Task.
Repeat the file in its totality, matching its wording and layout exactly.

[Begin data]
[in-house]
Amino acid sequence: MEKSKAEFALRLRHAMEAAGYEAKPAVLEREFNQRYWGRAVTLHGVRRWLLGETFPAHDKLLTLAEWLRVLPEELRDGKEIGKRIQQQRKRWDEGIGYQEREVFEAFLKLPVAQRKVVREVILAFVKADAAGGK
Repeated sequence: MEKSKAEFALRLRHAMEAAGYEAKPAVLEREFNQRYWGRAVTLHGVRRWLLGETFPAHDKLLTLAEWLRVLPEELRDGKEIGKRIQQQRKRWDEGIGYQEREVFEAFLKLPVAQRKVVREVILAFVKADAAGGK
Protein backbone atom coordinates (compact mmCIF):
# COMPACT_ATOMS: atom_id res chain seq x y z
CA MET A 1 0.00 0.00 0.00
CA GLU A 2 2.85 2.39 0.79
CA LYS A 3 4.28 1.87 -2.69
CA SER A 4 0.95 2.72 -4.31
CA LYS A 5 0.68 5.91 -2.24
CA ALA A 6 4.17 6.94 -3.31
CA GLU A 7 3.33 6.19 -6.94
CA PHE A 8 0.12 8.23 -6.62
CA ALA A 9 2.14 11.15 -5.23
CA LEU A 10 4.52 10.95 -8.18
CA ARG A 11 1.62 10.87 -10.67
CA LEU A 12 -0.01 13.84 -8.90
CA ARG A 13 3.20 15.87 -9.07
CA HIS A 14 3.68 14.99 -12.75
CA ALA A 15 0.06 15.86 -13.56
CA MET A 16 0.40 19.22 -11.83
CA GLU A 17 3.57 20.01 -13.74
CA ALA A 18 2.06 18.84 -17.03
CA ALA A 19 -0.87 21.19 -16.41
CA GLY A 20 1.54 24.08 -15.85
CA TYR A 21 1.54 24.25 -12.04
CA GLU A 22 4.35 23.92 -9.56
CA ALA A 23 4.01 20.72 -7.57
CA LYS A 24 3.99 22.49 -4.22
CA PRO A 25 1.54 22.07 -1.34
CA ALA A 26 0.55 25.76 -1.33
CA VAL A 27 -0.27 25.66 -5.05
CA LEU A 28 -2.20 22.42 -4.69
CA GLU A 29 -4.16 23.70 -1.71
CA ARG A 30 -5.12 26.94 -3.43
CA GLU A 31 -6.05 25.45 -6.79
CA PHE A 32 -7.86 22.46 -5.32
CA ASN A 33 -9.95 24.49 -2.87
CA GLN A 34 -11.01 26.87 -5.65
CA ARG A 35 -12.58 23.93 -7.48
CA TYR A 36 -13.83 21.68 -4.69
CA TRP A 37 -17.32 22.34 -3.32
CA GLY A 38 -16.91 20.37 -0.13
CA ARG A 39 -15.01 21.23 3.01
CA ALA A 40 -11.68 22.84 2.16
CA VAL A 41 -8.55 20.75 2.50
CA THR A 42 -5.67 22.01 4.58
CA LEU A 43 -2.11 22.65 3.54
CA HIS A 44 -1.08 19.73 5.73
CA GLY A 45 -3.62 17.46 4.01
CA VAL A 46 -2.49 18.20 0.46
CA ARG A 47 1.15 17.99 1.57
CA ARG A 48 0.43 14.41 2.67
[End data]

[in-house]
Amino acid sequence: MEKSKAEFALRLRHAMEAAGYEAKPAVLEREFNQRYWGRAVTLHGVRRWLLGETFPAHDKLLTLAEWLRVLPEELRDGKEIGKRIQQQRKRWDEGIGYQEREVFEAFLKLPVAQRKVVREVILAFVKADAAGGK
Repeated sequence: MEKSKAEFALRLRHAMEAAGYEAKPAVLEREFNQRYWGRAVTLHGVRRWLLGETFPAHDKLLTLAEWLRVLPEELRDGKEIGKRIQQQRKRWDEGIGYQEREVFEAFLKLPVAQRKVVREVILAFVKADAAGGK
Protein backbone atom coordinates (compact mmCIF):
# COMPACT_ATOMS: atom_id res chain seq x y z
CA MET A 1 0.00 0.00 0.00
CA GLU A 2 2.85 2.39 0.79
CA LYS A 3 4.28 1.87 -2.69
CA SER A 4 0.95 2.72 -4.31
CA LYS A 5 0.68 5.91 -2.24
CA ALA A 6 4.17 6.94 -3.31
CA GLU A 7 3.33 6.19 -6.94
CA PHE A 8 0.12 8.23 -6.62
CA ALA A 9 2.14 11.15 -5.23
CA LEU A 10 4.52 10.95 -8.18
CA ARG A 11 1.62 10.87 -10.67
CA LEU A 12 -0.01 13.84 -8.90
CA ARG A 13 3.20 15.87 -9.07
CA HIS A 14 3.68 14.99 -12.75
CA ALA A 15 0.06 15.86 -13.56
CA MET A 16 0.40 19.22 -11.83
CA GLU A 17 3.57 20.01 -13.74
CA ALA A 18 2.06 18.84 -17.03
CA ALA A 19 -0.87 21.19 -16.41
CA GLY A 20 1.54 24.08 -15.85
CA TYR A 21 1.54 24.25 -12.04
CA GLU A 22 4.35 23.92 -9.56
CA ALA A 23 4.01 20.72 -7.57
CA LYS A 24 3.99 22.49 -4.22
CA PRO A 25 1.54 22.07 -1.34
CA ALA A 26 0.55 25.76 -1.33
CA VAL A 27 -0.27 25.66 -5.05
CA LEU A 28 -2.20 22.42 -4.69
CA GLU A 29 -4.16 23.70 -1.71
CA ARG A 30 -5.12 26.94 -3.43
CA GLU A 31 -6.05 25.45 -6.79
CA PHE A 32 -7.86 22.46 -5.32
CA ASN A 33 -9.95 24.49 -2.87
CA GLN A 34 -11.01 26.87 -5.65
CA ARG A 35 -12.58 23.93 -7.48
CA TYR A 36 -13.83 21.68 -4.69
CA TRP A 37 -17.32 22.34 -3.32
CA GLY A 38 -16.91 20.37 -0.13
CA ARG A 39 -15.01 21.23 3.01
CA ALA A 40 -11.68 22.84 2.16
CA VAL A 41 -8.55 20.75 2.50
CA THR A 42 -5.67 22.01 4.58
CA LEU A 43 -2.11 22.65 3.54
CA HIS A 44 -1.08 19.73 5.73
CA GLY A 45 -3.62 17.46 4.01
CA VAL A 46 -2.49 18.20 0.46
CA ARG A 47 1.15 17.99 1.57
CA ARG A 48 0.43 14.41 2.67